Failing. We’ve all done it at some point or another, and although we can’t usually see a fail coming, we always hope no one gets hurt. When we go fishing, there are plenty of things that can go wrong, and most of the risk lies before you even put your boat in the water. Trailering mishaps happen all the time, from blown tires to flaming hub bearings to the occasional boat leaving the trailer prematurely. Though we can usually laugh at our mishaps afterward, a lesson lies in each incident, whether it’s never forget to put the drain plug in or to make sure the transom straps are tight before hitting the highway. Before checking into this series of mishaps, we suggest you double check your insurance coverage.
This week we take a look at what happened to Tom Chopin’s Triton TR186 in August 2013. Lest you think high-profile fishing industry folks are immune to mishaps of this nature, know that Chopin is product specialist at Koppers LIVE TARGET, the company that puts out the multiple award-winning, super highly detailed hardbaits. Unfortunately and through no fault of his own, Chopin was the victim of that omnipresent force that never takes a day off: stupidity.
“Last August, I had to take the boat to the office because my son and I were going to fish a father-son tournament that night, so I wanted to have it ready to go,” Chopin said. “I just parked it on the side of the road in front of the building.”
The Triton was parked roughly 40 feet from Chopin’s office window, so he could keep an eye on it. However, this line of sight caused him to bear witness to — as Confederate Railroad put it in their “Bill’s Laundromat Bar & Grill” — “the destruction of the whole dang place.”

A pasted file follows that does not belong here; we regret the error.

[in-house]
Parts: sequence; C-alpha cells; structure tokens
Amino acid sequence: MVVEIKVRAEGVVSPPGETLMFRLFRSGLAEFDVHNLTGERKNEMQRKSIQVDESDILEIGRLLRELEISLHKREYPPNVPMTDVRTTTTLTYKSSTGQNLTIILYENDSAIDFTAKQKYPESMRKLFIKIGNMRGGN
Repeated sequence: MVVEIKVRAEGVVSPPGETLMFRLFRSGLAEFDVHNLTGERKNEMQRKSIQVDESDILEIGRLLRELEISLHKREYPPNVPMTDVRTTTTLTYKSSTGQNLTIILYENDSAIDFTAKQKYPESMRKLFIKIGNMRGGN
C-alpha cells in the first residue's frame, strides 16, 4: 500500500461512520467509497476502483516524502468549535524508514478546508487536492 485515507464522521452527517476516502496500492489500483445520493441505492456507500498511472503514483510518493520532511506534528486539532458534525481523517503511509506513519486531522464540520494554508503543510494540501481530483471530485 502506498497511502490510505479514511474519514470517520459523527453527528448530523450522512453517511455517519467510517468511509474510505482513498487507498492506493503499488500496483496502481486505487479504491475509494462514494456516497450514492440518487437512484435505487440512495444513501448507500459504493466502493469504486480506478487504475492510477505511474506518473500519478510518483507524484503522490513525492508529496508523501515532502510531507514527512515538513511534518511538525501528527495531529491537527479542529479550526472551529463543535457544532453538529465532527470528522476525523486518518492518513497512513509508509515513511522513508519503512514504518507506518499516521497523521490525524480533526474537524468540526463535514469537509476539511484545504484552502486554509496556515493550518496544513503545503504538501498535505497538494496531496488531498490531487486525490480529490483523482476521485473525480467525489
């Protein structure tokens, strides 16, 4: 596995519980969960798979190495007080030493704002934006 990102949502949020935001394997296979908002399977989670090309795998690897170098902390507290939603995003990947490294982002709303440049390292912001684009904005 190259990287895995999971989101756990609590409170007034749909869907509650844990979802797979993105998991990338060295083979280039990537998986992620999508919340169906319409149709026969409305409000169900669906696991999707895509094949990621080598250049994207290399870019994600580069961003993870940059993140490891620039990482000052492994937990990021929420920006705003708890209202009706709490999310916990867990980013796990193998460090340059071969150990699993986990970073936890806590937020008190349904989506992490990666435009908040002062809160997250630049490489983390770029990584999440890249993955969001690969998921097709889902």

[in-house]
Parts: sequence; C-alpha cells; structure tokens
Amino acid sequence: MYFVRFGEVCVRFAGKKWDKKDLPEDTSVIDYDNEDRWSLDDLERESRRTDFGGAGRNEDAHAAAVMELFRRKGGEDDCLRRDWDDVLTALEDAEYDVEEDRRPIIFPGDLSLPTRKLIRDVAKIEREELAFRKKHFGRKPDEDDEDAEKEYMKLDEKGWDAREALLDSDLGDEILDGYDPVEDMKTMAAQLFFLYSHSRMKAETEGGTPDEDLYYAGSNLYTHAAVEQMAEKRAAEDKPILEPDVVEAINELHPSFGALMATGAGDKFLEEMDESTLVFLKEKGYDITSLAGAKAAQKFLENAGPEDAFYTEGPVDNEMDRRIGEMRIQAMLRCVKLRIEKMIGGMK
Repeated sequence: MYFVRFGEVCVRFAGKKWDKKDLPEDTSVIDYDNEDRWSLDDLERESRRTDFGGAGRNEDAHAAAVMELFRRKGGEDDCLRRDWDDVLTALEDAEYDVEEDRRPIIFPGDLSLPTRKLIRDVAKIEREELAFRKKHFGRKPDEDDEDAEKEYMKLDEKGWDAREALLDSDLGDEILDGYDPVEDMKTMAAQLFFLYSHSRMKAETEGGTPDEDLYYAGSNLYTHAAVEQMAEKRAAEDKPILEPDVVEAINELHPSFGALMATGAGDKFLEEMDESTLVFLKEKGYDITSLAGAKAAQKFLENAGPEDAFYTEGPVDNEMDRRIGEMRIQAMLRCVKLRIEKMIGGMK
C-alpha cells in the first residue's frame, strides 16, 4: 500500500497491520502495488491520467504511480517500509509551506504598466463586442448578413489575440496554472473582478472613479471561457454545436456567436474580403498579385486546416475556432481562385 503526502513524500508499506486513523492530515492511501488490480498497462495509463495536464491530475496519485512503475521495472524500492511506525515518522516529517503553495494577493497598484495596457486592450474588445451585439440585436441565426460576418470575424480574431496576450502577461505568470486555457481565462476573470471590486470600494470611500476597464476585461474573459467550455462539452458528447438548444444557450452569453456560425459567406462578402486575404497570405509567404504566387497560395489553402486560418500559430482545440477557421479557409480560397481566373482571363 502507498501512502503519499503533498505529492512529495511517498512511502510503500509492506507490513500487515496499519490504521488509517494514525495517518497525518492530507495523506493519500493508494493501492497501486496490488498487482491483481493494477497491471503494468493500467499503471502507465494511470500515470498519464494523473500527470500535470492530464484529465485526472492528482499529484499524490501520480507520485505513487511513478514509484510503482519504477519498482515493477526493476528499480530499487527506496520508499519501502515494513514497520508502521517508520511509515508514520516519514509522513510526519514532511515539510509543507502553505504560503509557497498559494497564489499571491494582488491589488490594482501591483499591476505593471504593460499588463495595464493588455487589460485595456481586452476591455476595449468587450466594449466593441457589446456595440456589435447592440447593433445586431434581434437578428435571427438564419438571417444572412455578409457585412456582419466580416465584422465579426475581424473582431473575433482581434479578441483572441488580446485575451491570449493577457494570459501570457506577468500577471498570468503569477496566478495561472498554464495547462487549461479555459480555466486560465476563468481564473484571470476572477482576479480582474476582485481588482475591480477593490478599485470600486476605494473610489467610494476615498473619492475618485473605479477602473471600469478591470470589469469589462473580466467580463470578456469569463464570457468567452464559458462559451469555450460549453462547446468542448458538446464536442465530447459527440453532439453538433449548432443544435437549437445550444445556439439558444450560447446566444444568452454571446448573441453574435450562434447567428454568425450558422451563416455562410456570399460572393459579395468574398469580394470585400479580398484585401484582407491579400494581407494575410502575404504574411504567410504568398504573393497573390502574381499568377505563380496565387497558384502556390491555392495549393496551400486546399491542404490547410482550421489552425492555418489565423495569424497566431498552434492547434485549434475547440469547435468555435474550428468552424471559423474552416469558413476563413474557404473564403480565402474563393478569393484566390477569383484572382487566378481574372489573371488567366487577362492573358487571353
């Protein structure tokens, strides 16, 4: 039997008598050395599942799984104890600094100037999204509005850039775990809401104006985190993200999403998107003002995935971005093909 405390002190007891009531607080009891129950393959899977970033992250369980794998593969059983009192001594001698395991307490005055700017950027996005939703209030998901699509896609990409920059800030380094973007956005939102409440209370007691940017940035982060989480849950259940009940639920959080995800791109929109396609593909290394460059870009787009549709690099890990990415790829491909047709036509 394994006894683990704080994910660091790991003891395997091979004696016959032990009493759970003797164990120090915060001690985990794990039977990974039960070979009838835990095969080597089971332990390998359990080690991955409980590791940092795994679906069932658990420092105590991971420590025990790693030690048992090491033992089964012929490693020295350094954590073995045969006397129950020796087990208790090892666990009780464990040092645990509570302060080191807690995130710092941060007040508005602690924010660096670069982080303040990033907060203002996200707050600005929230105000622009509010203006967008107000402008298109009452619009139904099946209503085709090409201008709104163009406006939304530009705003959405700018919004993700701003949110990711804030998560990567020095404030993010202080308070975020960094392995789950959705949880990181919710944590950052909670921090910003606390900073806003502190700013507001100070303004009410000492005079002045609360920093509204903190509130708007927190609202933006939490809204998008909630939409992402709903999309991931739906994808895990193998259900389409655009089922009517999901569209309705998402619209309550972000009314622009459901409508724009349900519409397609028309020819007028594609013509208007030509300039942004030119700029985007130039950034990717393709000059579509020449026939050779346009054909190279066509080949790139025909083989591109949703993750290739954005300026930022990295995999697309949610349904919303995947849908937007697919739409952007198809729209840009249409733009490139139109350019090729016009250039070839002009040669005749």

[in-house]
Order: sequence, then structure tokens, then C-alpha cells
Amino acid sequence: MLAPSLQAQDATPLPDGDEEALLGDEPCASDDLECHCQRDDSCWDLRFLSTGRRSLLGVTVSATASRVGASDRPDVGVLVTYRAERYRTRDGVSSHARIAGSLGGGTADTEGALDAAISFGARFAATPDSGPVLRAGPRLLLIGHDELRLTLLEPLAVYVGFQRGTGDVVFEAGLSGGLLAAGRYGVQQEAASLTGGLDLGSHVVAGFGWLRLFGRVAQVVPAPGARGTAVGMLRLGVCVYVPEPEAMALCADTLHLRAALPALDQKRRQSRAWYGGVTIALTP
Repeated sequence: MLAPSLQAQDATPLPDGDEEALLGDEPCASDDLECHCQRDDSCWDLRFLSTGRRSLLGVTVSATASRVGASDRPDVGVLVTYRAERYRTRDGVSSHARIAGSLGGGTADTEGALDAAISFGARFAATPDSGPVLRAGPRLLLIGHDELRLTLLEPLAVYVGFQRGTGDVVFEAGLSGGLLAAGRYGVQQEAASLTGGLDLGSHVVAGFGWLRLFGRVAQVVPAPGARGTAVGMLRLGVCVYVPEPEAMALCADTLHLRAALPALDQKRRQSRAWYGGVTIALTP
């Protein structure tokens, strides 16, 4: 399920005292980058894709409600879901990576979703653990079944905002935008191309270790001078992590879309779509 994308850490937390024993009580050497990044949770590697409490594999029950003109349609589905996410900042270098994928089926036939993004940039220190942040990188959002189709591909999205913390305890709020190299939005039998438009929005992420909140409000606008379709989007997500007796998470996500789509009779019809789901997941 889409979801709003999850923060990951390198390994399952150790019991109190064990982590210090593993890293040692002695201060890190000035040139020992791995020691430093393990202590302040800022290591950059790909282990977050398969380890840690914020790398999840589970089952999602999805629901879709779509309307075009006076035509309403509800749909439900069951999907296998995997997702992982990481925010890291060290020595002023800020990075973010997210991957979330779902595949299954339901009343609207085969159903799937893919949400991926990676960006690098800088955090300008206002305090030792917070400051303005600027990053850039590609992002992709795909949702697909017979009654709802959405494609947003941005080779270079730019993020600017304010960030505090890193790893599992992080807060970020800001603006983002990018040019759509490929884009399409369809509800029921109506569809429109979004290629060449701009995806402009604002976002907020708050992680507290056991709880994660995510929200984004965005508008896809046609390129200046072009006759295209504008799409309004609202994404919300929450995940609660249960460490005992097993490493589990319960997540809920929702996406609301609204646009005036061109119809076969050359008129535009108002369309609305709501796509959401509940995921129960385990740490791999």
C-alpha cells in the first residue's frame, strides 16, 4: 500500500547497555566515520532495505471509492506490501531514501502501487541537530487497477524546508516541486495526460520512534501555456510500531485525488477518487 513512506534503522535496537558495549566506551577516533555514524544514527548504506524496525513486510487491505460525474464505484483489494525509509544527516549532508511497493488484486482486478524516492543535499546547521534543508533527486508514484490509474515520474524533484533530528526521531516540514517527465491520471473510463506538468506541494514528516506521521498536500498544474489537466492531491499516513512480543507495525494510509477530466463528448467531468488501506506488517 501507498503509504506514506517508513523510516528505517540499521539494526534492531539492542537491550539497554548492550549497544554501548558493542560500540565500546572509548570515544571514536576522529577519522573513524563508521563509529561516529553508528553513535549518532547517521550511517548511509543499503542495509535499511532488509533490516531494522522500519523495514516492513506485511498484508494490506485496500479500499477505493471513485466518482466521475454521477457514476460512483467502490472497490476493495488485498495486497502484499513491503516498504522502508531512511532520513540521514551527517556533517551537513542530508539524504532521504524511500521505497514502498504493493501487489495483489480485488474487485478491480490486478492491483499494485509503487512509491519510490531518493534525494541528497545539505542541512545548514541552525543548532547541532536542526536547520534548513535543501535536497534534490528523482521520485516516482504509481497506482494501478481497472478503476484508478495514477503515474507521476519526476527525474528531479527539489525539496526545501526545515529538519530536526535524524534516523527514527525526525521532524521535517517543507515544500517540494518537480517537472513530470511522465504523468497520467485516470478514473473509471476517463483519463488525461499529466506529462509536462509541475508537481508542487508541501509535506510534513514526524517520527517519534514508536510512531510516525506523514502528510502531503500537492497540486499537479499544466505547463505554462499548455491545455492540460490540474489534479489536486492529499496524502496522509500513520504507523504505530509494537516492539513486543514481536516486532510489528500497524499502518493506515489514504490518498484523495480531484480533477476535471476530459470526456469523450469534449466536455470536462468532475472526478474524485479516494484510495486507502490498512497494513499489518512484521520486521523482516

“I was typing away at my desk when I heard a loud ‘crunch’ sound that’s hard to describe,” he said. “I turned my head to see my boat in the ditch and the car smoking. A few choice words were thrown about as I ran out the door.
“I was the first one there and did attend to the girl before others arrived. I was then able to survey the damage to my poor boat and truck,” he said. “I asked her what happened and she said, ‘When I looked up it was too late.’
“Fortunately, she missed the brand-new Mercury that only had nine hours on it. But, the trailer ball bent up 45 degrees and the tongue rammed the bumper, tailgate and quarter panel. There was $10,000 in damage done to my 1-year-old truck.
“She was lucky she wasn’t killed. If you look at the photos, part of her windshield is hanging off of the trailer. When she hit, the car went under the trailer and into her windshield. She actually walked away. But she got a ticket for careless driving.”
Figuring he’d never see the Triton again, Chopin and a co-worker emptied the contents of the boat’s compartments on the lawn, right in front of the office.
Emergency workers managed to get the wrecked hull back onto the equally wrecked trailer and onto a flat bed. Chopin actually sold the hull to a guy who’s going to try and repair it. The basically new motor is currently for sale.
The silver lining in the accident is what’s currently in Chopin’s driveway, a new-to-him BassCat.
“I settled with insurance then went and bought a new boat from a guy, so it worked out OK,” he said. “I do miss that TR186’s hull, though, it was a little deeper than others and ran great on the Great Lakes.”
Click the photo gallery to check out all the carnage.